Brown's Lake Bog and the 8200 yrBP Event (Lutz et al., 2007)

A unique bog managed by The Nature Conservancy

Also the subject of a senior IS project by Clint Bailey


Many Northern Hemisphere paleoclimatic records, including ice cores, speleothems, lake sediments, ocean cores and glacier chronologies, indicate an abrupt cooling event about 8200 cal yr BP. A new well-dated series of sediment cores taken from Brown’s Lake, a kettle in Northeast Ohio, shows two closely spaced intervals of loess deposition during this time period. The source of loess is uncertain; however, it is likely a sensitive site because of an abandoned drainage and former glacial lake basin located to the north of the stagnate ice topography that gave rise to the kettle lake. Strong visual stratigraphy, loss on ignition data, and sediment grain size analyses dated with 3 AMS radiocarbon dates place the two intervals of loess deposition between 8950 and 8005 cal yr BP. The possibility of a two-phase abrupt climate change at this time is a finding that has been suggested in other research. This record adds detail to the spatial extent and timing as well as possible structure of the 8.2 ka abrupt climate change event in Ohio.

Brian Lutz and Tom Lowell (left) coring along the shore of Browns Lake. On the right is a SEM photograph of a fly that was recovered from one to the Browns Lake cores. Note that the fly has wings in tact and was likely not transported or reworked.



Figure 1. (A) Location of Brown’s Lake Bog (BLB) and some of the other sites reporting evidence of the 8.2 ka event in North America: a) White Mountains (Kurek et al., 2004), b) North Pond (Shuman et al., 2002), c) Crawford Lake (Yu and Eicher, 1998), d) Deep Lake (Hu et al., 1999). (B) Bathymetric map in meters of Brown’s Lake Basin and core sites (numbers indicate core site locations).


Figure 2. Photographs of core lengths containing the 8.2 ka horizons. [All 3 cores are the same scale; the loess layers get smaller from core 1 to core 3 due to the sediment dynamics of the lake basin where each core was retrieved.] Solid lines to the left of the cores illustrate the extent of the loess layers. Letters to the left of the cores indicate where material was collected for AMS dating (See Table 1). LOI and grain size data from core 3 is scaled to the same units as the core 3 image and 0cm is the midpoint between the two loess layers.



Figure 3. Comparison of late Wisconsin loess (bold solid line) to samples taken from the silt layers in core 3 from the Brown’s Lake site (cm measurements in legend correlate to Figure 2 and indicate from which silt layer each sample was taken). As illustrated, the characteristics of the sediment in the silt layers in the Brown’s Lake record are nearly identical to the loess standard.

Discussion and Conclusions
The recognition of the 8.2 ka event at Brown’s Lake adds to the growing recognition of the widespread impact of this event (Alley and Ágústsdóttir, 2005). The double loess layer suggests two discrete events of loess mobilization during this interval. Hu et al. (1999) summarized the dating and oxygen-isotope composition of sedimentary carbonate in cores from Deep Lake in Minnesota and found evidence for an abrupt cooling event between 8900 and 8300 cal yr BP. The carbonate composition did not, however, indicate an abrupt change during the 8200 interval. The only change in their core around 8200 cal yr BP was an increase in varve thickness due to loess deposition, which suggests the possibility that there were two closely-spaced, yet independent abrupt changes about this time.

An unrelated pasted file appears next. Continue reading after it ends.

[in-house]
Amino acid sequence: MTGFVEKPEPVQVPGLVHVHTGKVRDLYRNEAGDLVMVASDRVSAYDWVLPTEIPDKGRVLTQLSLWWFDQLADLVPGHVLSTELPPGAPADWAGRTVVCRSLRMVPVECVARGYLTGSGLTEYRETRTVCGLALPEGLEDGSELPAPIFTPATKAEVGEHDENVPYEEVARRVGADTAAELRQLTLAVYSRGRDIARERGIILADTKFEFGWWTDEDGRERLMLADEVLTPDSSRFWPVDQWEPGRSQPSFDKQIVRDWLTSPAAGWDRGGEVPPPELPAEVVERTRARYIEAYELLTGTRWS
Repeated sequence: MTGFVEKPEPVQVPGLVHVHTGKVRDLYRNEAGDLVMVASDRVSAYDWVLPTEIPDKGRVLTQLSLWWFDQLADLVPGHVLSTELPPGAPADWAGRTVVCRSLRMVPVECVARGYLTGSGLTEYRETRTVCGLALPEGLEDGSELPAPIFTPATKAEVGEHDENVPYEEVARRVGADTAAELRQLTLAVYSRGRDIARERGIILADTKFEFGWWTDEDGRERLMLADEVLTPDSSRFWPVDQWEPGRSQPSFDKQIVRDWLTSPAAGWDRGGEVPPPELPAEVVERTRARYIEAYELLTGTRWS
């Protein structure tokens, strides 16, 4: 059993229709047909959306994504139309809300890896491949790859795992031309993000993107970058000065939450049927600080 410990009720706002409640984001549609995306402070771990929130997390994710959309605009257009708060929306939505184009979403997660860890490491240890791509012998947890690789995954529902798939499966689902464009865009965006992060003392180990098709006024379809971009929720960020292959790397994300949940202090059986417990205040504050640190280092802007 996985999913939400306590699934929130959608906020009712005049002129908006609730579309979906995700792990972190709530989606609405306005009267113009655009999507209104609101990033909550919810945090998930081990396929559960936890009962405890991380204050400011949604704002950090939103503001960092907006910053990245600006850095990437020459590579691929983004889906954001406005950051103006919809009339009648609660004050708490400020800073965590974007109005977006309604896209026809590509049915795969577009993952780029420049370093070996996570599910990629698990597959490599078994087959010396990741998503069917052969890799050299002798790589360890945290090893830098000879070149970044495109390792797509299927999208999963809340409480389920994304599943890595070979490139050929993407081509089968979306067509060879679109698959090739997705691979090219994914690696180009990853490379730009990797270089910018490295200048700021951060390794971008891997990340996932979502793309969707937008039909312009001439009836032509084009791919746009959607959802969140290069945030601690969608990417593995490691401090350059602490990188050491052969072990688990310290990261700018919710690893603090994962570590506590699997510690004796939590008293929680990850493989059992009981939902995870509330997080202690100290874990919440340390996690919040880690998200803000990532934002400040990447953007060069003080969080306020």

Hu et al. (1999) suggested that the first event was characterized by decreased precipitation temperatures, increased polar air outbreaks, and snowfall accounting for a greater amount of winter precipitation, whereas the second event resulted from sustained windy conditions depositing aeolian dust. At Brown’s Lake both events appear to be characterized by similar conditions—sustained periods of loess deposition. Moreover, because there is some disagreement when the two events occurred in each of our cores, it is possible that the Brown’s Lake and Deep Lake events are not the same.
Baldini et al. (2002), in a study of a high-resolution speleothem record in western Ireland, have also identified the 8.2 ka cooling as being composed of two discrete events.. Two shifts in strontium and phosphorus concentrations centered on 8330±80 cal yr BP are consistent with the Brown’s Lake record. However, Baldini et al. report that the cooling events occurred on a multi-decadal scale whereas the Brown’s Lake data indicates that the events may have taken place over a longer time period of approximately 320±40 years.

More support for the double event is gained from high resolution, well-dated sediment cores retrieved in the North Atlantic off of the eastern coast of Canada. In these cores, Keigwin et al. (2005) identified a clear change in the species composition and ?18O of planktonic foraminifera species sensitive to changes in sea surface temperatures. Their record also clearly indicates that the cooling was a two-stage event and it had an onset and duration very similar to the Brown’s Lake record.
All of these well-dated records, including our findings from Brown’s Lake, are increasing our knowledge of both the spatial extent and characteristics of the 8.2 ka event. Although much work remains to fully characterize this cooling, we anticipate that future investigations are likely to further support this two-phase attribute given the strength of the signal as it has been identified at these sites throughout the Northern Hemisphere. We also hope that this work calls attention to the sediment records from kettle lakes in North America, similar to Brown’s Lake, where changes resulting from the drainage of the glacial lakes thought to trigger this event may be recorded in high resolution.

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